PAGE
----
Friday, 30 April 2010


Recently I was talking to Mr Brown and bemoaning the fact that I did not own a copy of the classic album "Somethin' Else" by Cannonball Adderley. Now that's not to say I haven't heard this.. I have many, many, many times. It's just that for years I had a tape of this and then (ashamed to say) I had an "evaluation" copy on CD (which I have since got rid of).
Anyway, like a lot of classics that I always mean to get around to replacing or acquiring there's always something newer in the shop when I have the spare cash to get it.
But on Tuesday in Fopp I noticed they had one of these "out-of-copyright-cheapo-reproduction" efforts of Cannonball Adderley's stuff. Not a crappy compilation either but two straight reproduction albums. "Somethin' Else" and "Cannonball's Sharpshooters" two albums on two CDs for £3. I really had no excuse not to...
And glad I did. Two quintet sessions that were recorded within four days or so of each other in 1958. But while "Somethin'.." was released for Blue Note, "Sharpshooters" was originally released by Mercury.
It's easy to see how "Somethin'" became the real classic that it is. It was recorded by an all-star Blue Note line up that included Art Blakey on Drums, Hank Jones on piano and Miles Davis on trumpet (on what I think was his last appearance as  a "side man" for anyone). The tunes on this are all slow moving or mid tempo ballads and the opening version of "Autumn Leaves" is probably the definitive version.
"Sharpshooters" on the other hand is a tad "rawer" and hard blowing. Cannonball's brother Nat takes trumpet credits on this one (like a lot of Cannonballs albums) and, while I really like Mile's muted sound on "Somethin'", I think I prefer this - it's just a bit punchier and cutting.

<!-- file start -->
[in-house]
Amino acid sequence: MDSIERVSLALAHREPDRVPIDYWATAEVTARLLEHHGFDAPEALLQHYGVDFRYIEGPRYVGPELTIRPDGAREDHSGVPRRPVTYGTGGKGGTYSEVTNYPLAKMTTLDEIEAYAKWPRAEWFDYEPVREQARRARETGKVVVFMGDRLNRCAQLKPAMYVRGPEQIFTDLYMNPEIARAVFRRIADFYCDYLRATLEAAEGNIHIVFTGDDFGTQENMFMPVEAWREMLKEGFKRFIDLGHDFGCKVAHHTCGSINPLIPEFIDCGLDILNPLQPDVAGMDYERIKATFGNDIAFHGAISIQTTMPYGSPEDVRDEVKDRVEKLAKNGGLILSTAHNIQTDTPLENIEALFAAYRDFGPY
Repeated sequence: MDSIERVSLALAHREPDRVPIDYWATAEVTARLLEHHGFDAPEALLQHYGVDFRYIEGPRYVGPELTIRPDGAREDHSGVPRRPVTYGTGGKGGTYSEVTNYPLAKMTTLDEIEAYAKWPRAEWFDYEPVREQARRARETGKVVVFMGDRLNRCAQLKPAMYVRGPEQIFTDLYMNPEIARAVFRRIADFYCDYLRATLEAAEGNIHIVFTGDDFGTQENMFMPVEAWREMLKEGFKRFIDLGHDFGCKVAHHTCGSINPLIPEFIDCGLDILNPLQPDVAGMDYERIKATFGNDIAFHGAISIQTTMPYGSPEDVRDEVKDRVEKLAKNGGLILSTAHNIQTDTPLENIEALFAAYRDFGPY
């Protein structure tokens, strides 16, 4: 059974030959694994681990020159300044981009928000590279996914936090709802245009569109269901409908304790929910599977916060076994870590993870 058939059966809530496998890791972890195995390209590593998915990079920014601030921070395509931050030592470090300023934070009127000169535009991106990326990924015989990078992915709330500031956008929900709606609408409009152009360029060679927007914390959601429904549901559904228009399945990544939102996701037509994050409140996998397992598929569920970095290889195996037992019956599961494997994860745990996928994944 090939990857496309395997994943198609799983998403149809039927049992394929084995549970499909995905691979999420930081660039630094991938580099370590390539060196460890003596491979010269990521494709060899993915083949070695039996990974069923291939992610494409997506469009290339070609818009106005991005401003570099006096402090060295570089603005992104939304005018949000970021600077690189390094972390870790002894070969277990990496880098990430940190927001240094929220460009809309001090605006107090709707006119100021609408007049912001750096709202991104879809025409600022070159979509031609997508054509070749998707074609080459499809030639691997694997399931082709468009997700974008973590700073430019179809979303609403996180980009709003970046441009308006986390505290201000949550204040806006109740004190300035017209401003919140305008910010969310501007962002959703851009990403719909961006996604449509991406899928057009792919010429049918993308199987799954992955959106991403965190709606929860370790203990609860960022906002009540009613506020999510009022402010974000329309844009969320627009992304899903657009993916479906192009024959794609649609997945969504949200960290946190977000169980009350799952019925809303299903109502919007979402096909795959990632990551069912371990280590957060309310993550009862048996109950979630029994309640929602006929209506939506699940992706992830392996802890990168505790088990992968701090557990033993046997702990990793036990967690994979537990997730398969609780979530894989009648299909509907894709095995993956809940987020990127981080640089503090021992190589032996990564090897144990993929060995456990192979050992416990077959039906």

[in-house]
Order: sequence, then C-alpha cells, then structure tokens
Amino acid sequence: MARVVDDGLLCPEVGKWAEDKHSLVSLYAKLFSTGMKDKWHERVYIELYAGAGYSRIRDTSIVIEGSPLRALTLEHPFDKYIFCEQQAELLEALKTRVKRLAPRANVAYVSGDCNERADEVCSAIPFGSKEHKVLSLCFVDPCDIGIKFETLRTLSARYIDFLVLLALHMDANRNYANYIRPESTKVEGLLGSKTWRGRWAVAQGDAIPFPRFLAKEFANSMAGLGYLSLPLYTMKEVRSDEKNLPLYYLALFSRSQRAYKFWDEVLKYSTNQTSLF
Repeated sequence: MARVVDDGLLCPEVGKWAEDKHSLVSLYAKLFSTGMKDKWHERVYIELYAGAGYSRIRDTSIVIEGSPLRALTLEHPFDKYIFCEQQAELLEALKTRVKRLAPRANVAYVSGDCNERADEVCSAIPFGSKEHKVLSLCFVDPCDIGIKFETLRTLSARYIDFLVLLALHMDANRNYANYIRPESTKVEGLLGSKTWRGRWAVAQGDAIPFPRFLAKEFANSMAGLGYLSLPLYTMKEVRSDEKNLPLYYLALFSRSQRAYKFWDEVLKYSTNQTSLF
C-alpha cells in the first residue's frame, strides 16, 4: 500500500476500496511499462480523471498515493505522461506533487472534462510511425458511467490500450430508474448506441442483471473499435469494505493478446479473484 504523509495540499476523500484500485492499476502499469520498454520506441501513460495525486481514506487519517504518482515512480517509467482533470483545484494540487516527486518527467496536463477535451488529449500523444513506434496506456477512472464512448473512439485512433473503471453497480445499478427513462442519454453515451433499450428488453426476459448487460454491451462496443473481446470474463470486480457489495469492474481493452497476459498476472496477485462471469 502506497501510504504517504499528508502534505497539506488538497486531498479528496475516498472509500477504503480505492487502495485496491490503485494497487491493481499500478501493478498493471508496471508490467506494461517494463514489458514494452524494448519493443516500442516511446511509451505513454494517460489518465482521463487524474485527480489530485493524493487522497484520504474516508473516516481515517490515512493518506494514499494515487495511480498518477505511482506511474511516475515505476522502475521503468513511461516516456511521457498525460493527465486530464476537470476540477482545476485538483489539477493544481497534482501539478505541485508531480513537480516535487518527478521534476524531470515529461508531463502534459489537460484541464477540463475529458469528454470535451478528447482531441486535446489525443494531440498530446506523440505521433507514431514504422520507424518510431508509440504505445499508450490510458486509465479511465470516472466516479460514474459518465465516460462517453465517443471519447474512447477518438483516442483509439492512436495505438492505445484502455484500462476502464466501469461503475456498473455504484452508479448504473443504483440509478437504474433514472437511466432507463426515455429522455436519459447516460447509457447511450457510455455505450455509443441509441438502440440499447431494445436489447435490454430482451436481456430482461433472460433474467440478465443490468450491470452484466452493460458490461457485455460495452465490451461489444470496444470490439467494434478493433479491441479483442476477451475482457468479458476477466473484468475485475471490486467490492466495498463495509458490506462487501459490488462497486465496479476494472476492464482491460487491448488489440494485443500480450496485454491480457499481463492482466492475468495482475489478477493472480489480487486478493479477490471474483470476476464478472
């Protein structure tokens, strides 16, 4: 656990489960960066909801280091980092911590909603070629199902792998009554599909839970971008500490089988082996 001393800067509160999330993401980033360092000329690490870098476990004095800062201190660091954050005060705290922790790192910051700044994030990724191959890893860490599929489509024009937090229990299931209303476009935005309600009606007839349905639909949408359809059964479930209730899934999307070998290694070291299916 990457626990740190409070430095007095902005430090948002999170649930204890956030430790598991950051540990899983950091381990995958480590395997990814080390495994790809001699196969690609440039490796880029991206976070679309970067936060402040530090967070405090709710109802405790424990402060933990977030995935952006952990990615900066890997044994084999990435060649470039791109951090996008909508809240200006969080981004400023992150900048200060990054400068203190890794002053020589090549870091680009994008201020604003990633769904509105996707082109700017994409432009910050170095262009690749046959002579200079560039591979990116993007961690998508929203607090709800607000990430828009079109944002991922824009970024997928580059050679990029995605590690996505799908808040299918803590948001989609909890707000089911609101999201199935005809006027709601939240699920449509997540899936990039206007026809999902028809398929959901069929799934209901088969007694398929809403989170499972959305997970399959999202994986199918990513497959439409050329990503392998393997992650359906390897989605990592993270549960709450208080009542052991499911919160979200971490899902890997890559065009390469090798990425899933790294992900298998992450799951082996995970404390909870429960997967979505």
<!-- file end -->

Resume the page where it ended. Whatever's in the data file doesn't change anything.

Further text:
While one album is a great one to listen to for relaxing the accompanying one is more vibrant and uplifting. The sound quality is excellent as well. I know that the distributors are unlikely to have produced these from master tapes, as such, but they at least sound like copies from good quality sources.

However, given that both were packaged together for such a low price what is there to complain about?

Well... the bloody packaging. I don't know if the original artwork is still copyrighted and therefore couldn't be used. But I love the simplicity of the black sleeve with the muted green and blue font for basic details on the original "Somethin' Else" and the painted target on a wooden fence of Sharpshooters while tacky, by today's standards, still suggests the 50's. This double CD is packaged in a cheap and nasty way with a photo of Cannonball - but there isn't even any evidence that it's a photo shoot from the recording session (indeed one of the photos in the sleeve notes shows two sax players - yet on both quintet recordings Cannonball is the only sax player). It's like some cheapo Miles Davis CDs I've seen that are full of badly copied tracks from his days, as a very young man, with Charlie Parker or John Coltrane, but are accompanied by a sleeve picture of him in his "mad as a brush" electro-fusion" days! Bad marketing and lazy research...
Still. That's really just nit-picking. Excellent buy.... long overdue.

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